Thursday, 28 January 2010
This from the introduction to Lafargue's classic re-issued in a pamphlet by the Socialist Party of Great Britain
Paul Lafargue's classic socialist critique of the capitalist work ethic (applicable only to the working class) dates from 1883. This means that some of the bourgeois politicians and ideologues mentioned in the pamphlet have long since been, deservedly, forgotten, but it remains a powerful presentation of the case that what workers should be demanding is not the "right to work" under capitalism but the "right to leisure" in a socialist society, where machines could be used to lighten labour and free people to engage in activities of their choice.
In this sense the pamphlet is a criticism not just of the capitalist work ethic but also of reformists. Its original subtitle was "Refutation of the Right to Work of 1848", a reference to a demand raised by certain leftwing politicians under the Second French republic set up after the overthrow of King Louis Philippe in 1848. There is of course no such thing as the "right" to work under capitalismthe number of jobs on offer to workers depends on the ups and downs of the capitalist business cycle but, as Lafargue points out, even if there were it would be a "slave's right", the right to be exploited. This has not prevented Trotskyists and other reformists, as in Britain in the 1970s and 1980s, launching campaigns demanding the "Right to Work". To which we in the Socialist Party responded, in true Lafargue tradition, by demanding "full unemployment".To the extent that "Right to Work" campaigns receive the support of some workers this is not so much because they particularly want to work in a capitalist factory or office as because they want the higher income that usually comes from being employed rather than unemployed. It is a reflection of the fact that, in capitalist society, everybody has to have some means of obtaining money as this is required in order to get access to food, clothing, shelter and the other necessities of life. These have to bought, and to buy them you need money; which most of us can only obtain by selling our mental and physical energies to some employer for a wage or a salary, a state of affairs Lafargue did not hesitate to denounce as "wage-slavery".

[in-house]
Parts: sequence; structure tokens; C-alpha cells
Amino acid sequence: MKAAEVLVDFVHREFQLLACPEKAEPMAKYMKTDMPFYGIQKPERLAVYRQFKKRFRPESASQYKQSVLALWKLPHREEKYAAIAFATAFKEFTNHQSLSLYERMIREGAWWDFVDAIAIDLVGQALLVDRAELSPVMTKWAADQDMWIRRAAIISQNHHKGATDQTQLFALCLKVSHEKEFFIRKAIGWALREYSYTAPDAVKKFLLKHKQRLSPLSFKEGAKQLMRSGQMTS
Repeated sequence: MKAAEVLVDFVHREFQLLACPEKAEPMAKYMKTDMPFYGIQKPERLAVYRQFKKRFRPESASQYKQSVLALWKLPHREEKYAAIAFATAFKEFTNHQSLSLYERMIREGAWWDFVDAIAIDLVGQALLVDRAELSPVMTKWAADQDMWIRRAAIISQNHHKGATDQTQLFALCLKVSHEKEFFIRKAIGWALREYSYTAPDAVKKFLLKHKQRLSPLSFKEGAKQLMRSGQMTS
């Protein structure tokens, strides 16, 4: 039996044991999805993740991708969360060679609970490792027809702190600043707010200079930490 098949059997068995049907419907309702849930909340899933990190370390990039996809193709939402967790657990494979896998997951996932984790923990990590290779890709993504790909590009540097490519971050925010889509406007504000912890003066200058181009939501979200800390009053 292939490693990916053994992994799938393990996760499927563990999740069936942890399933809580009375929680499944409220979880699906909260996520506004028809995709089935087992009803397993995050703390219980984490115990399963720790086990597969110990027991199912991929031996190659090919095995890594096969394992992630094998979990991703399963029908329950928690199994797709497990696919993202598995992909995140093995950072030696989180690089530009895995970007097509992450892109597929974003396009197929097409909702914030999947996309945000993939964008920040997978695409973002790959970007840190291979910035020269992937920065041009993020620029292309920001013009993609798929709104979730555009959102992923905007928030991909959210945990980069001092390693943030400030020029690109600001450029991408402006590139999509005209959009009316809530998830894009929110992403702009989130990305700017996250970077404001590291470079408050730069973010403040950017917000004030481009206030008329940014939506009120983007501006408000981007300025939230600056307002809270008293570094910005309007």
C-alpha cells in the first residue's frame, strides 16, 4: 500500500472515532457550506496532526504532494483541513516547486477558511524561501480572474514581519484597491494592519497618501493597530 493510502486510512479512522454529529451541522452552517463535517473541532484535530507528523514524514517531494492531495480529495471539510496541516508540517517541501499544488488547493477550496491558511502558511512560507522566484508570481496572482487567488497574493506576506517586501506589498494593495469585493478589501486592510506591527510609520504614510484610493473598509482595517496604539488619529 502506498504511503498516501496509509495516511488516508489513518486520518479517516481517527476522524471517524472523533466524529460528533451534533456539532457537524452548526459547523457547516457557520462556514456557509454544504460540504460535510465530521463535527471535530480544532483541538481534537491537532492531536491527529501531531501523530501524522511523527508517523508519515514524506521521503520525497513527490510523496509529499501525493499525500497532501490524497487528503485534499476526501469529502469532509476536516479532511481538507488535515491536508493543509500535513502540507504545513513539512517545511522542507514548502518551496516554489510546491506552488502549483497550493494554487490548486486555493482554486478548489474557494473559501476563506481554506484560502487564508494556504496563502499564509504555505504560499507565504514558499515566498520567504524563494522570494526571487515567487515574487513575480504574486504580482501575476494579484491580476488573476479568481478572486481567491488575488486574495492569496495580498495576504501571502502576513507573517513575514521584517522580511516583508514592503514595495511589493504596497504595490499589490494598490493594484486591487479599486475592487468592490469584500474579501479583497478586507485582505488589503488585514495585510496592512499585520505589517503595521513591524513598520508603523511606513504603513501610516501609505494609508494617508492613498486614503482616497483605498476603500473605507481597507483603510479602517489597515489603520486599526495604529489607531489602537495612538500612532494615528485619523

The alternative, as Lafargue realised, made a practicable possibility thanks to the development of the forces of production, was for the wages system to be abolished and for both production and consumption to be free within the framework of a propertyless, classless, stateless and moneyless society which he called interchangeably communism or socialism.
Lafargue's approach to work in a socialist society - that it should be minimised - is only one of two possible socialist approaches to the question. While Lafargue emphasised the "Right to be Lazy" (or, less provocatively, the "Right to Leisure"), his contemporary fellow Socialist across the Channel, William Morris, was arguing that what workers should be demanding was what might be called the "Right to Attractive Work". As he put it:
"I claim that work in a duly ordered community should be made attractive by the consciousness of usefulness, by its being carried on with intelligent interest, by variety, and by its being exercised amidst pleasurable surroundings" (Useful Work versus Useless Toil, 1884).
The two different approaches suggest two different policies that might be pursued in a socialist society: maximum automatisation so as to minimise working time or making as much work as possible attractive and personally rewarding. Lafargue writes here of reducing the working day to 2 or 3 hours. Morris would not have seen the point of this even if he went on to claim above that "the day's work should not be wearisomely long" : if people were getting some enjoyment out of their work surely, on his view, they would want to engage in it for longer than a couple of hours or so a day. As this is not an issue that can be resolved in the abstract, all we can do is to leave the matter to be settled in socialist society in the light of the preferences of those living in it.
Today, Lafargue is known mainly for this particular pamphlet which enjoyed a huge revival in the 1960s and 70s when the capitalistic work ethic came under attack again. Before the First World War, however, he was more widely known as a Marxist thinker and populariser of Marx's views. When Charles H. Kerr of Chicago published an English translation of the pamphlet in 1907 they did so together with some other articles of his on other, different topics. They also published as separate books his The Evolution of Property and Social and Philosophical Studies. But even before these were published in English Lafargue was known to English-speaking opponents of capitalism as an intransigent revolutionary Socialist on the anti-reformist, anti-Revisionist wing of the international Social Democratic movement. It was as such that a number of articles of his were published at the time in the Socialist Standard, the journal of the Socialist Party of Great Britain. We are republishing these here as the second part of this pamphlet. All except the one on the Nineteenth Century (which was reprinted from the Socialist Herald of Milwaukee and which also appeared with a different title as one of the other article in the Kerr publication The Right to be Lazy and Other Studies) were original translations by members of the Socialist Party and have up to now not been readily available.
We have used the 1907 translation by Charles Kerr himself but have restored the original subtitle of "Refutation of the Right to Work of 1848" and corrected some of the footnotes. We have also added the letter, translated here into English for the first time, that Lafargue wrote to the L'Egalite where an earlier version of the text of the pamphlet first appeared as a series of articles in 1880.
This and other pamphlets avialable here.